Perhaps this is also why I am starting to get more and more interested in the Japanese Culture.

Anyways... wanted to wish you the very best that 2007 has to offer and to thank you for sharing these traditions with me!

Lucas said...

あけましておめでとうございます。I was so happy I could read that on your card!! Only because I know what it said in advance - if I tried to work that out I would have no chance - what beautiful penmanship you have!! I find that style so intriguing, yet so impossibly difficult for me to work out!
Looks like you had a great feast there - I had my own little osechi this year by myself - prepared by my Osaka Obachan at the local yakitori-ya. I will post about it soon. Anyway - EVERYTHING looks amazing in your photos! I see your whole family is as talented as you are in presenting food. Maybe that is just something I will never learn. I don't pay enough attention! OK - too long a comment - Happy New Year Obachan, and I hope that this year we continue to see so much of your wonderful cooking. I certainly learn a lot from you.

hiro said...

Hajimemashite! I am also an obachan in Saitama. One big different is that I am not good at cooking at all. =_=
I have visited this site once in a while to enjoy my eyes. :)
Thank you for these gochiso!!

edmame said...

obachan, that's SOME pen(wo)manship! really cool. let's have a fab year together, peace to all!

Anonymous said...

Have a great year, Obachan!

SkyJuice7 said...

A belated merry new year to you, Obachan. I like the jubako boxes, they look really pretty! If I had to eat those food, I think I may have to fast the next day :-)

Anonymous said...

*droool*

Want! Want!

- Chubbypanda

tiptup said...

what a pretty feast! happy new year!!

Lannae said...

WOW, what beautiful boxes and food presentation! I think that this is a lovely feast tradition. Happy New Year Obachan!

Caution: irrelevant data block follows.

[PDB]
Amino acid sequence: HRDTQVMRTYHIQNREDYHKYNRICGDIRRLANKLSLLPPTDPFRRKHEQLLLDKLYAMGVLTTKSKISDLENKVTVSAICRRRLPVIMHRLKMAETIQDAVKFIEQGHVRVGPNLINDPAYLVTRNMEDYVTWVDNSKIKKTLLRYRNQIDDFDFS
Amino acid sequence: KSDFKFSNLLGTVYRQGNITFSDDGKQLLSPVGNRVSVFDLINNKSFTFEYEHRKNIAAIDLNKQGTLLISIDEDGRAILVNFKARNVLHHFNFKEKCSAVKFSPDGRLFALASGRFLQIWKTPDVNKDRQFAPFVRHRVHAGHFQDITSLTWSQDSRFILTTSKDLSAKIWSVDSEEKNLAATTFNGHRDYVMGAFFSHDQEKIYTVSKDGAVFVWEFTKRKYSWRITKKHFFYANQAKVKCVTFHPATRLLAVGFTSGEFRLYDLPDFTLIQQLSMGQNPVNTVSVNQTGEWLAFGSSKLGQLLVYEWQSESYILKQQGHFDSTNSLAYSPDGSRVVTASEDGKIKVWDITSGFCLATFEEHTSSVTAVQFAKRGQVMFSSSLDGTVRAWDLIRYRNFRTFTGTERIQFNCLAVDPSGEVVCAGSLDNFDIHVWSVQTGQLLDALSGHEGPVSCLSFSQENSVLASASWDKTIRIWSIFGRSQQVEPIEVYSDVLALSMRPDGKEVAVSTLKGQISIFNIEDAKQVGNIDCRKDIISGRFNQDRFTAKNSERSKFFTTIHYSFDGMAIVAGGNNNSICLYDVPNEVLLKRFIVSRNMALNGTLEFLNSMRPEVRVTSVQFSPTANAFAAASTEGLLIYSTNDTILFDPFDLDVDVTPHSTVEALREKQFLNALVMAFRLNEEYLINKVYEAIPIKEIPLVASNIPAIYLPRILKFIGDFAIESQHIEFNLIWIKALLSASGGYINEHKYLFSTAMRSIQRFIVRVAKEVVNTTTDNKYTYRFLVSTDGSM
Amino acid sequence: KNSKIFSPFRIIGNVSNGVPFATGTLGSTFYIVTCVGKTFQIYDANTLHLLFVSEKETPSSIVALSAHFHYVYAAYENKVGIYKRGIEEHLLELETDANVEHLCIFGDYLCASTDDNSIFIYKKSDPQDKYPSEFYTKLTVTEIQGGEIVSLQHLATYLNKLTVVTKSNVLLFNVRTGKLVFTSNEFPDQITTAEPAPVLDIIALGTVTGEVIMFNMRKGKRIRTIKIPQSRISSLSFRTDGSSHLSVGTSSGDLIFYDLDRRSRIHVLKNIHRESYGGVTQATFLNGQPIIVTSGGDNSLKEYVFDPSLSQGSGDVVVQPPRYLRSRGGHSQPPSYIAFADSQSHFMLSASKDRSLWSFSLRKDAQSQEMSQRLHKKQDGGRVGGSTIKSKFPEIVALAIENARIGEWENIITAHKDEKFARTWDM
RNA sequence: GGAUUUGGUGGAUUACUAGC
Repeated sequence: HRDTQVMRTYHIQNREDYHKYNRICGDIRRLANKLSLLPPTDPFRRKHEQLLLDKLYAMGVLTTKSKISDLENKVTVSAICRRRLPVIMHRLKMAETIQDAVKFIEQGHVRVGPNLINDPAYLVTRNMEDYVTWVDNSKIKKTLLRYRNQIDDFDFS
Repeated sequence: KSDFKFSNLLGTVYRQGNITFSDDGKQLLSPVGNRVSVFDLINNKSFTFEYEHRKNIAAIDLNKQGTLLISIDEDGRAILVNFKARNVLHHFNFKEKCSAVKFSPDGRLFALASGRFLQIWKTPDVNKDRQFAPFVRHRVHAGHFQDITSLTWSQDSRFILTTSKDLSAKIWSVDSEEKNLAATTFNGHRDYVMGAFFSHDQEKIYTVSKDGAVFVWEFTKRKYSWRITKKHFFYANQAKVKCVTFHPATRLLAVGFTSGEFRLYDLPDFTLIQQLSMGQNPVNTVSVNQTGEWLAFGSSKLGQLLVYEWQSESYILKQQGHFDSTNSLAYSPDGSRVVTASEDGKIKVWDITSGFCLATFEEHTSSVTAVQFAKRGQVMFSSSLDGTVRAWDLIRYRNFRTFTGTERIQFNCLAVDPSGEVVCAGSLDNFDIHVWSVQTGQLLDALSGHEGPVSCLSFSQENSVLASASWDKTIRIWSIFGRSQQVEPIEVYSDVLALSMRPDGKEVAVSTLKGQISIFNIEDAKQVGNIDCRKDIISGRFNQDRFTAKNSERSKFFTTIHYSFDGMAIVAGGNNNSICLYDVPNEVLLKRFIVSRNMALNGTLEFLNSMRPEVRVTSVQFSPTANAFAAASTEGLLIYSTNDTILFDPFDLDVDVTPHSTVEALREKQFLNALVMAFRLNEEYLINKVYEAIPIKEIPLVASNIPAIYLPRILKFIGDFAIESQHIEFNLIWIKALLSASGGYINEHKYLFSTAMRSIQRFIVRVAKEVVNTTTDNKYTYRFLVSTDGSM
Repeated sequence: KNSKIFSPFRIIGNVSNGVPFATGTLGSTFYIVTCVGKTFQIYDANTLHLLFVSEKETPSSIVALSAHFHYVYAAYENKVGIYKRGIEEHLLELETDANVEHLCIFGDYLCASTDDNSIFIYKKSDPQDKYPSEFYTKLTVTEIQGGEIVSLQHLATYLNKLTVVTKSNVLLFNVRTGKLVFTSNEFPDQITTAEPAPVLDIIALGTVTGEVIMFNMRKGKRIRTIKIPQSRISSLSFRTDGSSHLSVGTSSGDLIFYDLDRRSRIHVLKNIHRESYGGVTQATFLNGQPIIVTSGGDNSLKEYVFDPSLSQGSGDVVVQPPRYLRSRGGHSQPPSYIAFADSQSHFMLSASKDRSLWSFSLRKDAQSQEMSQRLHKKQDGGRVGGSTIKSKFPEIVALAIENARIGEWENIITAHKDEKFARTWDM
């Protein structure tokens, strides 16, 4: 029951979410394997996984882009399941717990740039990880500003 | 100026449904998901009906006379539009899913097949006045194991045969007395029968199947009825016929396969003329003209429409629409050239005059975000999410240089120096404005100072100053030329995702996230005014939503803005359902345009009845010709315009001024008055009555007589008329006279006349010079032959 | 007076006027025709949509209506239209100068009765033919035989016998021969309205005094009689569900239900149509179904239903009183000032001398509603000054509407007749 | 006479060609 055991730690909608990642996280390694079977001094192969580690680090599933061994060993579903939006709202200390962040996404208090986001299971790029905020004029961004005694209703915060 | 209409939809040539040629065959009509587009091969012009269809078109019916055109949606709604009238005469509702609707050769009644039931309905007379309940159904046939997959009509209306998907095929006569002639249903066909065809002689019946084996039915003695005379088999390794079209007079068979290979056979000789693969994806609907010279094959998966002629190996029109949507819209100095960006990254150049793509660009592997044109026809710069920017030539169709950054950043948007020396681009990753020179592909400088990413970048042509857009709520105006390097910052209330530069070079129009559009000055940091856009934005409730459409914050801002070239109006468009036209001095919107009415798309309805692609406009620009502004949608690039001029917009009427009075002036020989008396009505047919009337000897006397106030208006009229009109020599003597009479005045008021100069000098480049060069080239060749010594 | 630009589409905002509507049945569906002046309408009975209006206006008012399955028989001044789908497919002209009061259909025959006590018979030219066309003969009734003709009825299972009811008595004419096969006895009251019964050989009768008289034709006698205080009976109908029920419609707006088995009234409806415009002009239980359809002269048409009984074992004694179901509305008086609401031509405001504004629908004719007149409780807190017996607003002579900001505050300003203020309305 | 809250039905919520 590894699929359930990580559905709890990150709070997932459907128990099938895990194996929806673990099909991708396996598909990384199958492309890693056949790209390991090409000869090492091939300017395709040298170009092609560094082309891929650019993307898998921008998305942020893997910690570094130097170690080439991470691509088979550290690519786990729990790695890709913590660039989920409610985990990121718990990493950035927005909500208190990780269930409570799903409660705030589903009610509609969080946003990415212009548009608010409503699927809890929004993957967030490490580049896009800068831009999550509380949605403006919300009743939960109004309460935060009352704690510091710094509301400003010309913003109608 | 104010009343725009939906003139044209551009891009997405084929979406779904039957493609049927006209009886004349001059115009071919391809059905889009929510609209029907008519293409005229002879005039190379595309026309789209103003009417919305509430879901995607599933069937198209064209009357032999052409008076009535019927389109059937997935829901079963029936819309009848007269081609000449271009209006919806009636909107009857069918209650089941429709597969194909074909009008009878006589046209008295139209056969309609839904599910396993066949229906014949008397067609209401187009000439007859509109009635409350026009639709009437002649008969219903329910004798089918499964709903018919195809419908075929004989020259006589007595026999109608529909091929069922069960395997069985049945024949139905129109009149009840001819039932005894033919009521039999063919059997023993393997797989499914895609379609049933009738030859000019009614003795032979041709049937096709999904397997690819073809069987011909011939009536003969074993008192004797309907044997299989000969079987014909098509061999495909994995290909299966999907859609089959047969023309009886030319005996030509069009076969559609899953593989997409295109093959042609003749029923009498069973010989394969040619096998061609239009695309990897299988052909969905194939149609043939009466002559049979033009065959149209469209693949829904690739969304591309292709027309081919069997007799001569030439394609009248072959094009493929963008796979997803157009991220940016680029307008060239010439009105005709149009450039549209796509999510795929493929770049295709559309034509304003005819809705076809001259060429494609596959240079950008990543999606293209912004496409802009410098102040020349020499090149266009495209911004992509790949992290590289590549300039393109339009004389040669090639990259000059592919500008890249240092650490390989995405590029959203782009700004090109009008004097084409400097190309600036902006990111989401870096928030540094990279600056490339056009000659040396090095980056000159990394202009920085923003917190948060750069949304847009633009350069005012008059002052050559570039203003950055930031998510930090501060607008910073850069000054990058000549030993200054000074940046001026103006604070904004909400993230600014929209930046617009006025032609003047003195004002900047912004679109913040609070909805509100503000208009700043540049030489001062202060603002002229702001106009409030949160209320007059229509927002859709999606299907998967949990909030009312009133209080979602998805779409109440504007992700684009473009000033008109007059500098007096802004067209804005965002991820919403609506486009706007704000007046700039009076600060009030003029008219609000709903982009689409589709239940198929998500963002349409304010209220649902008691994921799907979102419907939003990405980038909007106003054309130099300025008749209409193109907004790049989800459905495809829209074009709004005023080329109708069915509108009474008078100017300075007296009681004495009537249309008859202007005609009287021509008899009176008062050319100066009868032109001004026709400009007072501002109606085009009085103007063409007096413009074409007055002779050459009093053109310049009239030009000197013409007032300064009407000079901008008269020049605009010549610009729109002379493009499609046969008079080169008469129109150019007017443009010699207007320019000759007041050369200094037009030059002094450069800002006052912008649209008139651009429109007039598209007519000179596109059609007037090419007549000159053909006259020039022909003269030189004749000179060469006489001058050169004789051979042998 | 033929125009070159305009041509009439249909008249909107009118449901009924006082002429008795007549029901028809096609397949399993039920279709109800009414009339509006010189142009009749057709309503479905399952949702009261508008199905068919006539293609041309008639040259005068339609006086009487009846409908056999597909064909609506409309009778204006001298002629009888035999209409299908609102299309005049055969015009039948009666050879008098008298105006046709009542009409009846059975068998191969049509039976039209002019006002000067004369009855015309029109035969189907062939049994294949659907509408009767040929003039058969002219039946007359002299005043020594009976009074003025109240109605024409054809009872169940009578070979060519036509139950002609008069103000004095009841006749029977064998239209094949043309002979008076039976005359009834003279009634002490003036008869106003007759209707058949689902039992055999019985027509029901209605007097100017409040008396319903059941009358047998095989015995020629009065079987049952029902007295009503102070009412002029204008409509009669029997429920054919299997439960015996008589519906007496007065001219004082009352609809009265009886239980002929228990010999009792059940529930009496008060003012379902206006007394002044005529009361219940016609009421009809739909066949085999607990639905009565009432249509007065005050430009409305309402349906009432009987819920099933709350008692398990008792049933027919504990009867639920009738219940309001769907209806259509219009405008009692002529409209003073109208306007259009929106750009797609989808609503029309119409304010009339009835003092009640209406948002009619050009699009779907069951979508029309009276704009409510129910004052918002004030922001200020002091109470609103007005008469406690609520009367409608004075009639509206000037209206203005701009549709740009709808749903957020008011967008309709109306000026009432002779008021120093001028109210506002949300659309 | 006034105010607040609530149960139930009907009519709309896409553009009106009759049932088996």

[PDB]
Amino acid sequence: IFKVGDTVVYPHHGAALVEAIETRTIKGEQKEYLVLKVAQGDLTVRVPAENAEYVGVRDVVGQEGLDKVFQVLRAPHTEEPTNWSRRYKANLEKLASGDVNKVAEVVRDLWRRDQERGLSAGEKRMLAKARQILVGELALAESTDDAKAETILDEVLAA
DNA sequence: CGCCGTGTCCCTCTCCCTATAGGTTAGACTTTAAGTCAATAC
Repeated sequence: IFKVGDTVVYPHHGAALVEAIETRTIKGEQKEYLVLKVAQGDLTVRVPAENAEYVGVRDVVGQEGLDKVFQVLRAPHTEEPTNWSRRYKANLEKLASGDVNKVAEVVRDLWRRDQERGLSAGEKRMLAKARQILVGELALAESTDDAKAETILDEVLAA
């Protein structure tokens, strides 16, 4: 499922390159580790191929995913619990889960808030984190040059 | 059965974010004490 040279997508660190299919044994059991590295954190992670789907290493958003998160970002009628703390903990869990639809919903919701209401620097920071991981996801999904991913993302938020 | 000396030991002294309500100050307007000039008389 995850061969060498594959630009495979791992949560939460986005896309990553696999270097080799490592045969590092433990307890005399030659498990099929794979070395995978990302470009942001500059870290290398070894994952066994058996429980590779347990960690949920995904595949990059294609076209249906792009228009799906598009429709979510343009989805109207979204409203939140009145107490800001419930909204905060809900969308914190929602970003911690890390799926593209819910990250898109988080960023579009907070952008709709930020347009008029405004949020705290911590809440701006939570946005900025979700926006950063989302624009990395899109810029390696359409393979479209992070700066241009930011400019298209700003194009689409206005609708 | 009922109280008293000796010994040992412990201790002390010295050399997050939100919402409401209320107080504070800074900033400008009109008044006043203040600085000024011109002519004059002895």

yenyen said...

owh~ looks delicious!!!
I wish I'm staying in Japan now...
I've always love the Japanese culture and food, though I like my own culture too. Happy year 2007 to you! Haha... I'm looking forward to my own Chinese new year!

Amy said...

What a great spread, Obachan! I'm really looking forward to seeing more of your great food this year.
Best wishes for a Happy New Year!

obachan said...

plume
Happy New Year plume! Hope you keep coming back in 2007. :)

ticklesbellyflops
Happy New Year. (It’s “Akemashite Omedeto” in Japanese.)
Your name sounds familiar so I don’t think this is your first time commenting here.
Tradition-induced togetherness is certainly wonderful, but for me about a week is enough. ;)

Lucas
I knew you would read it. But please don’t mention my penmanship. There seem to be some rules about how to connect characters in formal Japanese calligraphy, but I have never learned the proper way. This is fake. :P
Anyway, I wish you a happy 2007 and hope to be able to visit Osaka sometime (and see you there, maybe??)

hiro
Hajimemashite. Thanks for leaving a comment.
I wish you and yours the very best for 2007.

edmame
Haha. Maybe more politically-correct word is penpersonship??? Anyway, like I wrote to Lucas, my penmanship is fake, so please don’t flatter me.
Yeah, we’ll have a great year! ;)

k & s
Thank you. Same to you. And as I wrote above, I’m thinking about visiting Osaka sometime this year. Maybe we could see each other?

skyjuice7
I wish you a happy new year!
You’re right. I should have fasted on Jan. 2nd, but instead, we kept eating and eating and eating… :O

chubbypanda
I wish I could invite my dear readers to our New Year’s feast, considering the terrible amount of leftovers we have every year…

tiptup
Thanks. Happy New Year to you.

lannae
Yeah, lovely tradition in a way, and a torture in another way… LOL.
I wish you a wonderful year.

yenyen
I wish you could come and help us eat the osechi.
Your Chinese new year tradition is so gorgeous and I’m looking forward to enjoying numerous posts about the celebration (esp. food!!)

amy
Thank you. Actually your new year’s post in 2005 inspired me to post a new year’s card like this, though mine is not as artistic as yours. :)
Have a wonderful year of the wild boar.